Test positivity declined for the first time in a while to 55% (Figure 3). Now that cases, testing, and positivity are all declining, the Omicron peak is all but certain. However, other jurisdictions have seen a follow-on “bounce” wave, smaller than the first, due to relaxing mitigation and perhaps the new more transmissible BA.2 Omicron variant. We should expect the ride down the backside of the peak to be bumpy.

COVID-19 Disease Outbreak Forecast

Figure 3. Weekly Number of Patients Undergoing Traditional Nasopharyngeal PCR Testing and Associated Percent Positivity March 1, 2020 – January 23, 2022.

 

As of January 27th, 3559 (41%) of Arizona’s 8767 general ward beds were occupied by COVID-19 patients, a 4% increase from last week’s 3410 occupied beds (Figure 4 and Figure 5 Panel A). Another 405 (5%) beds remained available for use which is much lower than last week’s 492 available beds. Six-hundred thirty-six (636, 39%) of Arizona’s 1648 ICU beds were occupied by COVID-19 patients, a 7% increase from last week’s 597 occupied beds (Figure 4 and Figure 5 Panel B). An additional 92 (6%) ICU beds remained available for use which is lower than last week’s 127 beds.

COVID-19 Disease Outbreak Forecast

Figure 4. Arizona Daily COVID-19 General Ward and ICU Census April 9, 2020 – January 27, 2022.

While peak occupancy won’t reach prior levels, we remain above 4000 combined occupancy for only the 3rd time. The overlapping Delta and Omicron waves have placed hospitals under greater strain than prior waves. We have now experienced 167 consecutive days with a combined occupancy >2000 patients whereas the summer 2020 and winter 2021 saw 57 and 98 days, respectively. We have now experienced 62 days with >3000 combined occupancy whereas the summer 2020 and winter 2021 waves saw 35 and 78 days, respectively. Just like Wile E Coyote, hospitals are getting crushed by a slow rolling steam roller. No end in sight.

COVID-19 Disease Outbreak Forecast

Figure 5. COVID-19 Occupancy as a Percent of Listed General Ward (A, left) and ICU (B, right) Capacity in Arizona April 20, 2020 – January 27, 2022.

 

Hospital occupancy remains far above seasonal levels with safety margins, as measured by available beds, remaining near historical lows (Figure 6). Hospitals should prepare for >30% ward occupancy and ICU occupancy through February.

COVID-19 Disease Outbreak Forecast

Figure 6. Observed Excess Non-Surge General Ward and ICU Capacity in Arizona March 26, 2020 – Jan 27, 2022.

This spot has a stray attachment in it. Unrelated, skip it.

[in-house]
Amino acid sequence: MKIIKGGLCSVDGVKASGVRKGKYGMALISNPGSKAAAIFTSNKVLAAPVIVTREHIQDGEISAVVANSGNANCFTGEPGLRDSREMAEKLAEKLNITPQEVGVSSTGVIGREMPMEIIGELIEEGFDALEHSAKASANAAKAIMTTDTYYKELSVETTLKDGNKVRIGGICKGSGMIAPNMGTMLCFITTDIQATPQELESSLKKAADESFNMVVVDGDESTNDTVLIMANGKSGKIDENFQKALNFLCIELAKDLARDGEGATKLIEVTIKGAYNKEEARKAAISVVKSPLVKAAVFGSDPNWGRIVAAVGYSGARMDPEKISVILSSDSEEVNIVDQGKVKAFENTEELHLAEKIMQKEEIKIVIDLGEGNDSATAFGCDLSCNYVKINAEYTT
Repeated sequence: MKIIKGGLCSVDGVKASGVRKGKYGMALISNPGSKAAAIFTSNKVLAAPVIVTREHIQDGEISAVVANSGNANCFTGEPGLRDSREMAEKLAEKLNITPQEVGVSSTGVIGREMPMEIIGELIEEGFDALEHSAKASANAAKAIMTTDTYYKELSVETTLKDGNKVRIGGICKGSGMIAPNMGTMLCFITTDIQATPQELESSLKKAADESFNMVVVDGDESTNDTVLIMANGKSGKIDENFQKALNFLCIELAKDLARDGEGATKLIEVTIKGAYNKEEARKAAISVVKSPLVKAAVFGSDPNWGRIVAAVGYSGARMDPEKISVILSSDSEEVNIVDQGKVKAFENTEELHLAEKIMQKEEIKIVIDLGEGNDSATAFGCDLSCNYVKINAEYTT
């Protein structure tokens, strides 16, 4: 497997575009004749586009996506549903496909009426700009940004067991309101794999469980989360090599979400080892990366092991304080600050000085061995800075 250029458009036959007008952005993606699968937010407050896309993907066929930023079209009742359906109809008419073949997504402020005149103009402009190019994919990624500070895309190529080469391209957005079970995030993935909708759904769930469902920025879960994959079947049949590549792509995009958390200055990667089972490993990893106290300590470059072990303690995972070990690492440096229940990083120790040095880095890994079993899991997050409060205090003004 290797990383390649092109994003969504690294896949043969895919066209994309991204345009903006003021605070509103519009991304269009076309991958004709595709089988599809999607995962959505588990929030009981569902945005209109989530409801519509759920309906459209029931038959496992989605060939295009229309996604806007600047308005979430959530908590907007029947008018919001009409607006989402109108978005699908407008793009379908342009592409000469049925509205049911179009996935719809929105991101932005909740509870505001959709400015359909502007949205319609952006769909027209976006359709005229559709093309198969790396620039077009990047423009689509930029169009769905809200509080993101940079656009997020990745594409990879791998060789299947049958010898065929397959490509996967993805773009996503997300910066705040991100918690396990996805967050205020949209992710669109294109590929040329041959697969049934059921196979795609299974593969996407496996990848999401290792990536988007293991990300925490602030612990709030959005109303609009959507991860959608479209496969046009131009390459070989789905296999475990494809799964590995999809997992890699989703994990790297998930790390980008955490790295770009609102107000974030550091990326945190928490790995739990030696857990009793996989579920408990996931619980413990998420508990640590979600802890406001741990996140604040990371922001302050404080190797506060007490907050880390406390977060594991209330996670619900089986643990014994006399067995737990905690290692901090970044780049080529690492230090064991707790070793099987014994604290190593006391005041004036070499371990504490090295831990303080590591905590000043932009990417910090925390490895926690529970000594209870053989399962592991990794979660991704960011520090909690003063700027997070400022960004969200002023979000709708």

Seasonal influenza cases in Arizona (blue line) has fizzled, at least as compared to the state’s 5-year historical average (grey bars, Figure 7). COVID-19 mitigation efforts may have slowed influenza transmission. Hospitals should begin to get relief from fewer COVID-19 and fewer influenza cases over the coming weeks.

COVID-19 Disease Outbreak Forecast

Figure 7.  Arizona Influenza Cases in 2021 (blue) versus 5-Year Historical Average (grey)

 

The week ending December 12th has now recorded 542 deaths to date. Hopefully, this will be the only week this happens during the Delta - Omicron waves (Figure 8a). At least 26001 Arizonans have lost their lives to COVID-19. A mortality report from the AzPHA indicates that official statistics undercount actual deaths.

COVID-19 Disease Outbreak Forecast

Figure 8a. Weekly Arizona COVID-19 Deaths March 16, 2020 – January 23, 2022.

Figure 8b shows age-specific case-fatality rates (CFR) by year. Crude CFR is subject to surveillance bias for both cases (large undercounting) and deaths (modest undercounting). The bias may differ by age The impact of vaccination is most apparent for those >55 years whereas crude CFR was the same or a bit higher in 2021 than 2020 among working age adults.

COVID-19 Disease Outbreak Forecast

Figure 8b. COVID-19 Crude Case Fatality Rate by Age and Year

The age-standardized CFR has remained remarkably stable between 1.5 – 2.0% for over a year (Figure 8c). The CFR is standardized to a case age distribution the week of October 25, 2020.

COVID-19 Disease Outbreak Forecast

Figure 8c. COVID-19 Age-Standardized Case Fatality Rate March 22, 2020 – December 19, 2021 (October 25, 2020 Age Distribution).

The proportion of COVID-19 deaths among the elderly (≥60 years) and eldest, elderly (80 years) both fell in March 2021 following the targeted vaccination campaign (Figure 8d). However, deaths have since returned to pre-vaccine levels for those >60 years, but not among those >80 years. This suggests deaths shifter younger in the >60 demographic and away from those >80 years.